The agency claims that the new policy is necessary to help understaffed institutions maintain control. It also insists that the spray will be judiciously used. In a lawsuit filed earlier this year, however, Texas child welfare advocates charged that the system was using pepper spray excessively, including on mentally ill detainees who were supposed to be exempted. Among the cases cited in court documents was that of a mentally ill 15-year-old who was said to have been sprayed three times while attempting to harm himself.
These accounts are reminiscent of the heart-wrenching cases in Los Angeles County, Calif., where authorities were called to account for pepper-spraying pregnant girls, suicidal youth and detainees whom doctors had ordered exempted because of respiratory problems. Faced with the threat of a federal lawsuit, Los Angeles County reformed its disciplinary practices. According to a recent analysis by the Washington-based Center for Children’s Law and Policy, the county achieved its improvements by retraining its staff, improving mental health services and embracing less violent systems of crisis management.
Texas needs to follow the same course. If it will not, the Justice Department should ensure that it does.
At this point, given that TYC continues to insist on ignoring expert advice and plowing ahead with its pepper spray policy, not to mention driving away its core staff in droves, a DoJ lawsuit seems like a likely possible outcome; in fact, maybe it should have been one of the options on last week's reader poll, which posed the question:
Which will happen first at the Texas Youth Commission?The third of readers (150 voted, in addition to 106 comments on the post posing the question so far) who thought that more facility closures will be announced are probably betting with the odds - with staffing so low and the agency underbudgeted for the biennium, it's hard to imagine how the trends that would force further downsizing can be reversed without an infusion of both money and more importantly competent leadership. At the moment, neither appear to be forthcoming.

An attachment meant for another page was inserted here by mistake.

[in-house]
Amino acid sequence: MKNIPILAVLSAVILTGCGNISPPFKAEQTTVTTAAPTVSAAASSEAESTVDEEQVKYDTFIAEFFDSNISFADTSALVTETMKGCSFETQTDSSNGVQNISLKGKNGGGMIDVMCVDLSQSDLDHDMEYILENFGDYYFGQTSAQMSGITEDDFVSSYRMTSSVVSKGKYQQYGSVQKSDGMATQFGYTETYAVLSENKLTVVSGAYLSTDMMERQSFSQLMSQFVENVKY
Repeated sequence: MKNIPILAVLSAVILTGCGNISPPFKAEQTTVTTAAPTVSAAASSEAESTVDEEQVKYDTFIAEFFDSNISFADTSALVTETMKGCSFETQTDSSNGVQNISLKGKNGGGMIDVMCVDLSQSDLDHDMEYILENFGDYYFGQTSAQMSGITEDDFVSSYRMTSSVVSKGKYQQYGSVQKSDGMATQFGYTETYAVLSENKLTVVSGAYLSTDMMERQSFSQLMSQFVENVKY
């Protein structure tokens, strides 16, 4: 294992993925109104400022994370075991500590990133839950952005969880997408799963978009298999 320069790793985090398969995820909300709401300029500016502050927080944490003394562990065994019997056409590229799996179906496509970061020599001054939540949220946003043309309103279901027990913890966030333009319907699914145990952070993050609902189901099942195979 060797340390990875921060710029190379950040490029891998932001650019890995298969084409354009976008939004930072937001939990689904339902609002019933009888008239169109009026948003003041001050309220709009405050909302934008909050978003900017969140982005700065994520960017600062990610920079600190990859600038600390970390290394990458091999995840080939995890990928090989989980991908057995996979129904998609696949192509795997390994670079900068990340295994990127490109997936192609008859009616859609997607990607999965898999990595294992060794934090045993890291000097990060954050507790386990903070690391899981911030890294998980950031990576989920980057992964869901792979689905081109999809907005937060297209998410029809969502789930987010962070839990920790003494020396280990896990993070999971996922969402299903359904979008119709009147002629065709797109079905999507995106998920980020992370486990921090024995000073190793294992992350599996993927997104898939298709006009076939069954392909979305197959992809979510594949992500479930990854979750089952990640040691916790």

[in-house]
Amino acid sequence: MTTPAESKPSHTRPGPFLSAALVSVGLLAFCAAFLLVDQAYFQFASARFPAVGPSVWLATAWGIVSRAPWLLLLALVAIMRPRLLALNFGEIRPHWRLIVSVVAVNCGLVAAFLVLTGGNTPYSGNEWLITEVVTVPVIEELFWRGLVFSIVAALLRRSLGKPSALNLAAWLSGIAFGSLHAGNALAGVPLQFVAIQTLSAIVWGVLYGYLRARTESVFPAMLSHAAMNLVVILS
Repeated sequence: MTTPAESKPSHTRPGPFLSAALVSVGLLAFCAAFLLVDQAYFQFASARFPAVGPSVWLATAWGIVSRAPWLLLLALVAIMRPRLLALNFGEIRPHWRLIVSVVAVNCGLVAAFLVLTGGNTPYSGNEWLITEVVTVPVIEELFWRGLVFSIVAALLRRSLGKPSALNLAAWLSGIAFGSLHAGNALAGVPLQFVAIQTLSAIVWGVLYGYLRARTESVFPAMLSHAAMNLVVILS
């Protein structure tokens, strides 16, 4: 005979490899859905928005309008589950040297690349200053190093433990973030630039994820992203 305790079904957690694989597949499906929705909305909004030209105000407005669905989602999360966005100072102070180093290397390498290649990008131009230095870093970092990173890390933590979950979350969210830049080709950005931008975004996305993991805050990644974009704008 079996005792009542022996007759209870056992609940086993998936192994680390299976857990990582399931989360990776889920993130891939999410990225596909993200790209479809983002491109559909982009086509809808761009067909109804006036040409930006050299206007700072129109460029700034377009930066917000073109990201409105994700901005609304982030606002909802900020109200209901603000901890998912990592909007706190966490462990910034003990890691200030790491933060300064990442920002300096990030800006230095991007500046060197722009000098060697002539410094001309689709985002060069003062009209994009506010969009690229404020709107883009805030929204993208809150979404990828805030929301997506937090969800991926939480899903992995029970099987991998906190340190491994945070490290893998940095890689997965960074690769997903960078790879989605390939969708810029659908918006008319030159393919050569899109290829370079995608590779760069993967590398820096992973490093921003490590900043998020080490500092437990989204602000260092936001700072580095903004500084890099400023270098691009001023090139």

- The National Guard or state police are called in to guard TYC facilities because they're shortstaffed (9%)
- Acting Executive Director Dimitria Pope is relieved of her position (22%)
- A new conservator is appointed (11%)
- TYC announces more facility closures (34%)
- The 81st (2009) Texas Legislature convenes (22%)
As for replacing Acting Executive Director Dimitria Pope, the 22% who thought she'd be removed next probably were engaging in wishful thinking. Supposedly candidates being asked to become TYC's next "conservator" have been told that Ms. Pope is a mandatory part of the package, a requirement that convinced a couple of good possible choices to turn the Governor down for the job.
Most readers don't appear to think that staffing problems would come to a head - only 9% thought outside agencies would have to be called in for emergency staffing of youth prisons. But readers were similarly pessimistic that a new conservator would be found who is willing to take the thankless job, with only 11% thinking a new conservator is coming soon, despite evidence the Guv's folks are prowling for candidates.
That pessimism may be well-founded if it's true the TDCJ transplants currently running TYC have been declared untouchable. Who would take the job under the condition that the people who've nearly wrecked the place and alienated most of their staff all must keep their jobs?
In any event, 22% of readers voted with me on this one, that the 81st Legislature occurs before any of those things. In other words, what will happen? Probably the worst possible outcome: Nothing. Things will just stay really screwed up, the people in charge won't be held accountable, legislators running for re-election will tell their constituents the agency is "fixed," and 2009 will roll around with little having changed from the status quo.
I hate to encourage such pessimism, but I fear state leaders have missed their most important opportunity to reform the agency, and that the malaise that's set in may become semi-permanent. After all, it's easier to do nothing than make any of the bold moves that would actually be required to pull the agency out of this quagmire.
Should the DoJ get involved? Probably. At this point I don't think they could mess things up any worse.